Beyond Hollywood: LA's local life

Sure, Hollywood, Venice Beach and Downtown should not be missed, but then steer toward some of Los Angeles' lesser-known neighborhoods for a different experience altogether. In this extract from the brand-spanking-new Pocket Los Angeles travel guide, we bypass the tourists and head to Echo Park, Culver City and Manhattan Beach.

Echo Park

What’s the deal? If you dig the uneasy interface of edgy urban art, music and culture in multi-ethnic neighborhoods, you’ll love Echo Park, punctuated by the fountain lake featured in Polanski’s Chinatown. Well, the artists and hipsters have arrived, but the panaderias and cevicherias remain mostly untouched. Here are some star attractions...

1. I Am 8 Bit: Echo Park’s funkiest art space, I Am 8 Bit (www.iam8bit.com) offers stellar art shows at its expansive 4500-sq-ft gallery in the heart of Echo Park.

2. Night Music: Eastsiders hungry for an eclectic alchemy of sounds pack the Echo (www.attheecho.com). It books indie bands like Black Rebel Motorcycle Club, and also has regular club nights in the larger Echoplex Theater.

3. Kind Kreme: Sage (www.sageveganbistro.com) is an organic vegan kitchen with sandwiches and veggie burgers, crafted with love and talent and served in heaping portions. And the menu is the second-best thing here. The best? That would be Kind Kreme’s (www.kindkreme.com) good-for-you, raw ice cream. Taste to believe.

4. Dodger Stadium: built in 1962, and one of Major League Baseball’s classic ballparks, Dodger Stadium (losangeles.dodgers.mlb.com) is now offering regular behind-the-scenes tours through the press box, the Dodger dugout, the Dugout Club, the field and the Tommy Lasorda Training Center. Of course, the best way to experience it is to catch a ballgame.

Getting to Echo Park: just west of Downtown, Sunset Blvd is the main thoroughfare. You may also access Echo Park from I-101. Metro bus lines 2/302 serve the district.

Culver City

What’s the deal? A few years ago Culver City bloomed from its bland, semi-suburban studio-town roots into a stylish yet unpretentious destination for fans of art, culture and food, and it happened organically. Then the 2008 recession happened, and Culver City took a hit. But the roots of groovy stayed alive, and this 'hood has come back strong. Check out some of Culver City's hottest things to see, do and eat.

1. Public Art: the Helms complex marks the beginning of Culver City’s vital Arts District (www.ccgalleryguide.com), which runs east along Washington to La Cienega and up one block to Venice Blvd.

2. Something Strange: arguably LA’s most intriguing exhibition space, the Museum of Jurassic Technology (www.mjt.org) has nothing to do with dinosaurs and even less with technology. Instead, you’ll find madness nibbling at your synapses as you try to read meaning into mind-bending displays about Cameroonian stink ants and microscopic pope sculpture.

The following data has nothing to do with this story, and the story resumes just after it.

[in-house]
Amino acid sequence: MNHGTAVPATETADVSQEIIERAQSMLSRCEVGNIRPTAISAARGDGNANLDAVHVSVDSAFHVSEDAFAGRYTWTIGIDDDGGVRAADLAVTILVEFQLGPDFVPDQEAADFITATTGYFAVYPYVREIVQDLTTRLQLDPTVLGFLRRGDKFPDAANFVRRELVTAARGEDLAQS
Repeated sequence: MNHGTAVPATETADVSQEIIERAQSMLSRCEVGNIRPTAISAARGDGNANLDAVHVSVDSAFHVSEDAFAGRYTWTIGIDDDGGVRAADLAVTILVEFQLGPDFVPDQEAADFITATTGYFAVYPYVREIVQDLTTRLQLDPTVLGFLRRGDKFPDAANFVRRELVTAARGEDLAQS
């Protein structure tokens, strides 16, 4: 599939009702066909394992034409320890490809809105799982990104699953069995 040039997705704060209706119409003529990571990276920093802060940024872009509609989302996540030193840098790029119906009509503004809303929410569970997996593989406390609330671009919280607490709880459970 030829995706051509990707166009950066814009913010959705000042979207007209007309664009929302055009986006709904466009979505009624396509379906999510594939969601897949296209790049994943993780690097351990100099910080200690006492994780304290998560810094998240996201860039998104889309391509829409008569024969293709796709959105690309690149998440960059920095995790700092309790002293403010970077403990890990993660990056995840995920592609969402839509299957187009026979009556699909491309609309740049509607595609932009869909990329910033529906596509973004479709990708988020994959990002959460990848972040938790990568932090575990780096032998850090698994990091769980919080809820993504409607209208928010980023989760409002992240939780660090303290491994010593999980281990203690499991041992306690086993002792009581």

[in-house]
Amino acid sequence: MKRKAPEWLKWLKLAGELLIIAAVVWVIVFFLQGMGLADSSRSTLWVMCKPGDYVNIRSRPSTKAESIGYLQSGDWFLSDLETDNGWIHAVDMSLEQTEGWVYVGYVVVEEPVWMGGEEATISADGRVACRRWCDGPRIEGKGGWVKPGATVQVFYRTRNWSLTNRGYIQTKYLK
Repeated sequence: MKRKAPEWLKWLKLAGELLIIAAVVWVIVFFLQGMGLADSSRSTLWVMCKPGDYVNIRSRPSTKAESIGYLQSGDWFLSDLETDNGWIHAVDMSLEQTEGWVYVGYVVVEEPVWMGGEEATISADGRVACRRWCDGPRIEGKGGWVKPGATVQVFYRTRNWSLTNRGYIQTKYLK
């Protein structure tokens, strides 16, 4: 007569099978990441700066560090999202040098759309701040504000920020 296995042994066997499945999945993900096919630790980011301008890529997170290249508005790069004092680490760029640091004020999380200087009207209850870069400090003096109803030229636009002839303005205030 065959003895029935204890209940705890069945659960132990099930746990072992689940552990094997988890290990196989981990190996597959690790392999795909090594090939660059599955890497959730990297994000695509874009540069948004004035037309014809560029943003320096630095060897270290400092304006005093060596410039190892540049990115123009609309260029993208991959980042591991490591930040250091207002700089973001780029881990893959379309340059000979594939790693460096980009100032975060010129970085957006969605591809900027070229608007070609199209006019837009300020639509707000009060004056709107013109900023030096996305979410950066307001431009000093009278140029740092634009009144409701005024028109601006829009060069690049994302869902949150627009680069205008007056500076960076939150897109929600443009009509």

3. Akasha & Ford’s Filling Station: the kitchen at Akasha (www.akasharestaurant.com) takes all-natural ingredients and turns them into tasty small plates, such as bacon-wrapped dates stuffed with chorizo, and big ones like the zinfandel-braised short rib. And the ‘Ford’ in Ford’s Filling Station (www.fordsfillingstation.net) in question is Ben Ford, and he’ll fill you up in Culver City’s original gastro pub. Flatbreads are toasted to perfection, the fish and chips have a tempura lightness, and the vegetarian polenta cake is a symphony of textures and flavors.

4. Kirk Douglas Theatre: an old-timey movie house has been recast as the 300-seat Kirk Douglas Theatre (www.centertheatergroup.org). Since opening in 2004, it has become an integral part of Culver City’s growing arts scene, showcasing new plays by local playwrights.

Getting to Culver City: it's accessible via Robertson Blvd from Mid-City and from Washington Blvd in Venice. The Culver City bus line serves areas in the city, Santa Monica, Venice and West LA.

Manhattan Beach

What’s the deal? A bastion of surf music and the birthplace of beach volleyball, Manhattan Beach may have gone chic, but that salty-dog heart still beats. Yes, the downtown area along Manhattan Beach Blvd has seen an explosion of trendy restaurants and boutiques, but the real action is beachside, where the bikinis are small, the waves kind and the smiles are as oversized as those sunglasses. Why not start with some of these highlights?

1. Sand Dune Park: the recently renovated Sand Dune Park (www.ci.manhattan-beach.ca.us) requires reservations if you wish to access the long, deep 100ft-high natural sand dune. Your kids will love hurling themselves down the dune again and again.

2. Elleni: because originality will get you everywhere, and shoes and chocolate are the most severe addictions suffered by LA woman, that’s all they’ve got at Elleni (www.ellenicouture.com).

3. Roundhouse Aquarium: family fun awaits at the compact Roundhouse Marine Studies Lab & Aquarium (www.roundhouseaquarium.org) at the end of the 928ft-long pier. Pat a slimy sea cucumber, see Nemo the clownfish up close, and check out the new deep ocean tank.

4. Mama D’s: this neighborhood Italian joint fits like a well-worn shoe. Mama D’s (1125 Manhattan Ave) thin-crust pizzas, homemade ravioli, tangy cioppino and freshly baked bread, all served with a smile, keep regulars coming back for more.

Getting to Manhattan Beach: Two exits of I-405 serve Manhattan Beach, including Rosecrans Blvd and Inglewood Ave, which merges with Manhattan Beach Blvd.